B-1 is the visa type and immigration status of a business visitor. B-2 is the visa type and immigration status of a tourist or other visitor for "pleasure." The suggestion that using your dual-purpose B-1/B-2 visa for a different purpose could somehow cause problems is ludicrous at best.
Don't apply for ESTA. Use your visa.
Is there a clear difference between traveling on my current B1/B2 visa as a tourist, and applying for ESTA instead? Which one is preferable?
As you may be aware, the visa waiver program allows visits of up to 90 days, while those entering with a visa are generally given six months. VWP travelers also waive the right to judicial review of any decision to refuse entry or remove them from the US. In general, it's preferable to travel with a visa, but the differences will be significant in only a small proportion of cases.
While my B1/B2 visa is still valid, am I actually allowed to apply for ESTA?
It's not entirely clear, because the statute and regulations do not contemplate a situation in which someone who has a visa would ask for the visa requirement to be waived.
Some of my friends suggested it's not ideal that I reuse my visa for this purpose (saying that being rejected at the border when showing my visa would make me ineligible for another visa or ESTA for life).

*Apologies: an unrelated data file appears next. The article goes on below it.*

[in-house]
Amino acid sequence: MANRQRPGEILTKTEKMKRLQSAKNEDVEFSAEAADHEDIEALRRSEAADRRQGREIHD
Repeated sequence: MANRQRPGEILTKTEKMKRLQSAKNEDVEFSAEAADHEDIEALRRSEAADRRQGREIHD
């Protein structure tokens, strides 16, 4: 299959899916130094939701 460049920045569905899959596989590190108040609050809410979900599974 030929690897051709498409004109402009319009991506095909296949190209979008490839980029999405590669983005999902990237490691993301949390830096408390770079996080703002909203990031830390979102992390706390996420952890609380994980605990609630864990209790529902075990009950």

You are just as likely to be refused entry with ESTA than with your visa. The criteria for inadmissibility are the same. (In fact, you are negligibly more likely to be refused with ESTA, because in that case you must not only be admissible but you must also qualify for the VWP.)
The relevant eligibility question is:
Have you ever been denied a U.S. visa you applied for with your current or previous passport, or have you ever been refused admission to the United States or withdrawn your application for admission at a U.S. port of entry?
You would have to answer "yes" to this question after being refused entry, regardless of whether you had been seeking entry under the VWP or with a visa. Statutorily, you are only disqualified from using the VWP if you violated the terms of a previous VWP admission (8 USC 1187(a)(7)). The relevant regulations (8 CFR 217.2(b)(2)) note that persons previously removed or deported from the US require "consent of the Attorney General" to apply for admission, and excludes such people from using the VWP. But most people who are refused admission are allowed to "withdraw their application for admission." This is legally distinct from removal or deportation, as noted at 8 CFR 235.4. For VWP travelers, the relevant regulation is 8 CFR 217.4(a)(3): "Refusal of admission under paragraph (a)(1) of this section shall not constitute removal for purposes of the Act."
Having said that, however, the ESTA algorithm is notably opaque. Someone answering "yes" to the eligibility question quoted above could be denied ESTA authorization even if the facts behind the affirmative answer do not trigger any automatic grounds of ineligibility. In that case, the prospective traveler would need to get a visa.
But this is no more likely to happen if you try to enter with your visa than it is if you try to enter with ESTA, and, given what you have presented in the question, it is exceedingly unlikely in your case.